"It's simply impossible to run a modern economy on wind and solar power because batteries are expensive and not universally practical. Assertions that the technology will come good might comfort schoolkids who've been brainwashed about the dangers of climate change but they're no basis for running a country."


And in the middle of all this authoritative rubbish — herself brainwashed by the coal industry— la madam incredible Credlin finds literary detours to blasts Labor for not having had the foresight to commission submarines for her COALition of power-nuts to play with, now. Had Labor decided to spend 50 billions then on subs, during the GFC (which never happened of course in her tiny brainfart) Rudd and Julia would have crashed the economy and madam Credulity and her COALition Turdy puppet would still be pulling strings in Kanbra... blaming Labor for the economy... Er, they still do, don't they?


Yes, the brainwashed schoolkids of today will have to come to realise the glory of burning coal for power when their own grandchildren will end up schooling underground (or in subs, underwater) because of the gloriously high temperatures on the surface of the planet.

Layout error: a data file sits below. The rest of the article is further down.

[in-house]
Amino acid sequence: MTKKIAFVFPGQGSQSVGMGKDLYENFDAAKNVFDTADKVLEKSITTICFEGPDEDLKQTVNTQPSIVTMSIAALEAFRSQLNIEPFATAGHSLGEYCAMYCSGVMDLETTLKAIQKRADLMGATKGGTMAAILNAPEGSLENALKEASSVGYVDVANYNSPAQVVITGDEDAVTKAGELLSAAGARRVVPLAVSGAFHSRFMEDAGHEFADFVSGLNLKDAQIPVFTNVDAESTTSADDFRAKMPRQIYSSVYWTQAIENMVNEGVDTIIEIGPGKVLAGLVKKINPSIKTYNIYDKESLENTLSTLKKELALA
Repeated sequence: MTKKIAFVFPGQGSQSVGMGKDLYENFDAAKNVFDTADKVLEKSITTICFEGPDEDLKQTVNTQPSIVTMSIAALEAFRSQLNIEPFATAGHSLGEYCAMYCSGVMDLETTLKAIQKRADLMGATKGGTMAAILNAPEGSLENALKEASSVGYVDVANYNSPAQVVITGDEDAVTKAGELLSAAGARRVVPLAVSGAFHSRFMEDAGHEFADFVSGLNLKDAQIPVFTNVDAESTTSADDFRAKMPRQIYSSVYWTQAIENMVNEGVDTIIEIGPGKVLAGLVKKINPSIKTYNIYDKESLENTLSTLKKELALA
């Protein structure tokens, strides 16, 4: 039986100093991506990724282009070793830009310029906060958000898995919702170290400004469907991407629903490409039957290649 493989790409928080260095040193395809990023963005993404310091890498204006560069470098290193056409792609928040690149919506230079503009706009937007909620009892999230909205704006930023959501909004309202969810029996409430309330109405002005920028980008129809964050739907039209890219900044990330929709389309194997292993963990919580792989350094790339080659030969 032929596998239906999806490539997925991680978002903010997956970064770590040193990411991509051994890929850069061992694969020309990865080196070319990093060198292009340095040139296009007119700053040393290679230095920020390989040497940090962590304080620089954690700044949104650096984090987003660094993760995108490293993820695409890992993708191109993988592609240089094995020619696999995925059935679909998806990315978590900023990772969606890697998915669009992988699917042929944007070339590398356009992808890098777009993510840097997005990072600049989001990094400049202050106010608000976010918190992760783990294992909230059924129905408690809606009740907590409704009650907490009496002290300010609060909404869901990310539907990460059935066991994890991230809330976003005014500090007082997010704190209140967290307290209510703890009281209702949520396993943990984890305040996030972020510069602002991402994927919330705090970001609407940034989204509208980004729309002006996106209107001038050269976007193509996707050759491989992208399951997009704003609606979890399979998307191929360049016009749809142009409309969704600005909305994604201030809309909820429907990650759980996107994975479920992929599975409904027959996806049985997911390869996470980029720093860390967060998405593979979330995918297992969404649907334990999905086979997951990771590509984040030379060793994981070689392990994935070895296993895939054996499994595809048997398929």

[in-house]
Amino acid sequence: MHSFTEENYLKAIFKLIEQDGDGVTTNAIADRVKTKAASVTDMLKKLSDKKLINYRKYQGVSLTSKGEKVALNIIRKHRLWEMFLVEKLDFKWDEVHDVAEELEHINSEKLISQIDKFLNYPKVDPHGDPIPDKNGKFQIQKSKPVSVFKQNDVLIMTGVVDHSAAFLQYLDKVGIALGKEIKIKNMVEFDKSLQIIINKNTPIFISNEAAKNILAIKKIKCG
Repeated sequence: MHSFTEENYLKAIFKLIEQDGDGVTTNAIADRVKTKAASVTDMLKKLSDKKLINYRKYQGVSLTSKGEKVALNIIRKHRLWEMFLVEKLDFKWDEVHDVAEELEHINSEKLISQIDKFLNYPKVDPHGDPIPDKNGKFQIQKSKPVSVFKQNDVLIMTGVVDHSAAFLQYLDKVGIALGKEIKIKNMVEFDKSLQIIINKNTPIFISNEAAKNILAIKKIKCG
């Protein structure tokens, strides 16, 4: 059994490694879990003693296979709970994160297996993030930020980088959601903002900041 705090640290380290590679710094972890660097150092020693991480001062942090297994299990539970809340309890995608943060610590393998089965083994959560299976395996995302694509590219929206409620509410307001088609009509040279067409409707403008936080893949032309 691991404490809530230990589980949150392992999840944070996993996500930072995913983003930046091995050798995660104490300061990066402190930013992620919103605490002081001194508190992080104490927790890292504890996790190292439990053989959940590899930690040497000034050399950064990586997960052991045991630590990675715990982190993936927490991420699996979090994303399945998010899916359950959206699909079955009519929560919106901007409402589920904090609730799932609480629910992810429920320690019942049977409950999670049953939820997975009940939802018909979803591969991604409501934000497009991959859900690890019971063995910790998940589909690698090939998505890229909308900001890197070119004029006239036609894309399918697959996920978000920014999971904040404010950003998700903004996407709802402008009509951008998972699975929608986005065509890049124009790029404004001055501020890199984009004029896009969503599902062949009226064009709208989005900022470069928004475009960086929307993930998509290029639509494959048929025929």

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by Gus Leonisky on Mon, 2019-07-22 11:26


Published on Jul 21, 2019



A Russian space capsule with three astronauts aboard blasted off from Russia's launch complex in Baikonur, Kazakhstan, Saturday, July 20. The launch of the Soyuz rocket took place on the 50th anniversary of the day U.S. astronauts landed on the Moon. The capsule carried Andrew Morgan of the United States on his first spaceflight, Russian Alexander Skvortsov on his third mission to the space station and Italian Luca Parmitano. They joined Russian Alexey Ovchinin and Americans Nick Hague and Christina Koch who have been aboard since March. The crew patch for the expedition echoes the one from Apollo 11's 1969 lunar mission. (AP)

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by Gus Leonisky on Mon, 2019-07-22 11:21

Large areas of central and southern Russia have seen a major decline in their bee populations in recent months. 

The head of the Russian beekeepers' union, Arnold Butov, said 20 regions had reported mass bee deaths. 

The affected regions include Bryansk and Kursk, south of Moscow, and Saratov and Ulyanovsk on the Volga River. 

Mr Butov, quoted by Russian media, said the crisis might mean 20% less honey being harvested. Some officials blamed poorly regulated pesticide use.

Yulia Melano, at the rural inspection service Rosselkhoznadzor, complained that her agency had lost most of its powers to control pesticide use since 2011.

Russia produces about 100,000 tonnes of honey annually. Mr Butov said the union's members were collecting data on bee losses, so that by 1 August a detailed report could be submitted to the Russian government.